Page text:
Things are different, reflections and other stuff

Spencer Farris, The Levison Group

Gentle Reader,
I hope you can forgive the more disjointed than usual missive this week. I had a death in my family, and it caused me to pause for reflection, as death often does.

I deal with death on a regular basis. Other people’s injuries and death are the only constant of my law practice. Over the years I have learned to look in my client’s eyes when they tell the stories of their grief and pain and just listen. As I found out when death touched my family, that is only one possible response.

Hearing someone else talk about injury and death makes us uneasy. Folks look away. They find a quick segue out of the conversation to something more pleasant. Maybe our own mortality is too much to bear. Maybe it just makes folks uncomfortable when they can’t think of the “right” words to say.

Because I represent injury victims and their families, I am used to listening to sad stories. I have long given up trying to find the right words to say. There simply aren’t any. I can only let my clients know that I respect their pain and loss.
When our beloved Judge died a few years ago, my youngest son put his hand on my shoulder and said, very earnestly, “Dogs die, Dad. It happens.” It makes us laugh now, but his young heart was trying to comfort, not minimize our grief. Seeing him weep at the funeral of someone he barely knew confirmed his soft heart.

Throughout this process, I remain proud to be a lawyer. Every time I asked for more time to do whatever legal tasks I got behind on during this time, opposing counsel was gracious to the last person. Not only did I meet no resistance, but each lawyer and judge expressed condolences and gave whatever favor I requested.

Trial lawyers love the gladiator metaphor for what we do. It has been a rough couple of weeks but my opponents did not take advantage. Even gladiators lay down their swords sometimes.

To avoid sorting through my emotions the past couple of weeks, I have busied myself with all sorts of distractions. A new cell phone for example.

As a confirmed geek, I am always anxious to grab the newest tech gadget that hits the market. Cell phone makers are happy to comply, offering a new model weekly. Gary Gulman pointed out that phones were the same for a long time, and now we expect something new every year. Throughout the history of phones, we spent most of our time tethered to a cord in the kitchen. We didn’t even get wireless phones for over one hundred years.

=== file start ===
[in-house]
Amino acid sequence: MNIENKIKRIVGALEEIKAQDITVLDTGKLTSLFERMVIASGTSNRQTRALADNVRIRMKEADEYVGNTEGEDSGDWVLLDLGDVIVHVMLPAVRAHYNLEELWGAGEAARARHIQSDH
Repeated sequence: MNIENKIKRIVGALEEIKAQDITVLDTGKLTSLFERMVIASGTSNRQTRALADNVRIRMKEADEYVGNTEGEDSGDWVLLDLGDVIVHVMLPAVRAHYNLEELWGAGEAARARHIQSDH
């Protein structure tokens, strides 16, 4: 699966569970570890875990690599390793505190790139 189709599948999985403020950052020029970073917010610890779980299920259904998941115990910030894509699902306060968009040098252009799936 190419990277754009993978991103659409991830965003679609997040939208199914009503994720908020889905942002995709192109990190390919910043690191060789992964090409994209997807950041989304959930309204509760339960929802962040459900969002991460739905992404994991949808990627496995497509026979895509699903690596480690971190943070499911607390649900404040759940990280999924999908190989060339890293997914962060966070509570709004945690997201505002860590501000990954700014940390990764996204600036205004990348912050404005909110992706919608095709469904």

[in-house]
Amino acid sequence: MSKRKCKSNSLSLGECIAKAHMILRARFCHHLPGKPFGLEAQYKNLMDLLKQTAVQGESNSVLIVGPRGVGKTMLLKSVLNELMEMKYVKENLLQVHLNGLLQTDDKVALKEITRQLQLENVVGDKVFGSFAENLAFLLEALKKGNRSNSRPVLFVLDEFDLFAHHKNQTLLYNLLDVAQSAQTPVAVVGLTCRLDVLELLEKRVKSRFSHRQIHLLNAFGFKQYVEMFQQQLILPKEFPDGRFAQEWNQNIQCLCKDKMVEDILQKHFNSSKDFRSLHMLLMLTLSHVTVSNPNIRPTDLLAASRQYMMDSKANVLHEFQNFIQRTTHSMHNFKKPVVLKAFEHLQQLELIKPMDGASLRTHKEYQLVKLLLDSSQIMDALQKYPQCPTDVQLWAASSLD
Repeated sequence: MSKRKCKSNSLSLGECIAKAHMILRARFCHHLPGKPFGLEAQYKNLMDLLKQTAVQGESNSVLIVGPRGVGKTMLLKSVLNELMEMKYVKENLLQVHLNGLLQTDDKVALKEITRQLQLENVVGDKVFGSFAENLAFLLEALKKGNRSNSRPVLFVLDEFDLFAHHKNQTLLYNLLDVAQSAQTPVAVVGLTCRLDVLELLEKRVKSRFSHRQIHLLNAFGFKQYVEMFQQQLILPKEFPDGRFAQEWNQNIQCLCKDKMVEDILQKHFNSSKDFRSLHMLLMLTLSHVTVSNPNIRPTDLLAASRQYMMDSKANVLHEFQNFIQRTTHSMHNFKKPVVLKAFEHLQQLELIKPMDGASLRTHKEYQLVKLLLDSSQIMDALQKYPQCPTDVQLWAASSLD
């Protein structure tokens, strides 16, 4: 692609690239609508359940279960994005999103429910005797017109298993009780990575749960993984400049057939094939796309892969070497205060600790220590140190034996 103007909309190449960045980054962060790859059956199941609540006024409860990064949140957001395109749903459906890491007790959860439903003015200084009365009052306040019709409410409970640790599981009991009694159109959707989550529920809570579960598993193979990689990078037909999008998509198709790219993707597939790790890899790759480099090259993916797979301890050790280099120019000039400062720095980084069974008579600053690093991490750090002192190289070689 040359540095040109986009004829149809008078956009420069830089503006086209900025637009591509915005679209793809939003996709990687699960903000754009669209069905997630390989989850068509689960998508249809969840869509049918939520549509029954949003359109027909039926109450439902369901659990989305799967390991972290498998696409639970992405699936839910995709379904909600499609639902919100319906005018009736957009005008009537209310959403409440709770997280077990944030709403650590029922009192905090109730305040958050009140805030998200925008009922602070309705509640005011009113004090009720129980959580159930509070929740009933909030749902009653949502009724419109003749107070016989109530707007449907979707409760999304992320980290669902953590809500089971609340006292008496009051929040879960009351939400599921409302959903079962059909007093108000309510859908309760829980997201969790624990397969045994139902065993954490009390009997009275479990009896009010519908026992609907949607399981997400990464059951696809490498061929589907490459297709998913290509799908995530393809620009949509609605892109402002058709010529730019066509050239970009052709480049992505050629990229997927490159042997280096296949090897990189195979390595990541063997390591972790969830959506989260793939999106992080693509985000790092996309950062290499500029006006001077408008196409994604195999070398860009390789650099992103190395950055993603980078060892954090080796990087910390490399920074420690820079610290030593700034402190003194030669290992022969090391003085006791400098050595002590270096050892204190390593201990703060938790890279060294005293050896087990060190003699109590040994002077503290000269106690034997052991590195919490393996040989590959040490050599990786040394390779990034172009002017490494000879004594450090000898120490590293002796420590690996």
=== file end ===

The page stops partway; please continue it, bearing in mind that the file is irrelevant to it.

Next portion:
In fact, my cell phone is barely a phone at all. The phone is just one app on the device and probably the least used one at that. My phone spends most of its time playing music. In the “old” days, I would be annoyed if I got music on the phone, because that meant that I was on hold. Now I play all the music since the beginning of time, gladly.

When cellular phones first came out, only people in limos had them. Some of us remember the pager/run to a phone booth that came first. Pagers and cell phones promised to save us time. I guess that is true, since I can talk without being in the kitchen anymore. Unfortunately, that means I can also take calls anywhere. And I must, or clients wonder why I am not available. Somehow we managed to practice law back then, answering the phone without knowing who was on the other end, and understanding that we couldn’t instantly answer a question or solve a problem.

New phones and new technology excite me. Other people hate change, but moving my stuff and learning to master a new toy is fun. Maybe not fun, but gratifying. That is a whole ’nother sickness, I know. The certainty of mastering a new device is some comfort in a world where so much is out of my control.

I stared at my new cell phone this past Saturday, but didn’t find much joy in it. In the past I would talk or  text my brother during OSU football games. It will take a while before I grab the phone on Saturday with a smirk again.

I was back in court today, and the legal world has kept on spinning. Motions were argued. The accused were marched through in restraints for arraignment. Lawyers fought, swapped stories and represented clients. Nothing looked different.

I’ll never say it to a grieving client, but my youngest son was right. People die. It happens. When it happens to your family, it doesn’t feel like it has ever happened to anyone else.  Lawyers on both sides sometimes lose sight of that fact when trying an injury case. I won’t soon forget it.


©2017 under analysis llc. under analysis is a nationally syndicated column. Spencer Farris is the founding partner of The S.E. Farris Law Firm in St Louis, Missouri. RIP Aaron Drew Farris, 1968-2017.  Comments or criticisms about this column may be sent c/o this newspaper or directly to Under Analysis via email at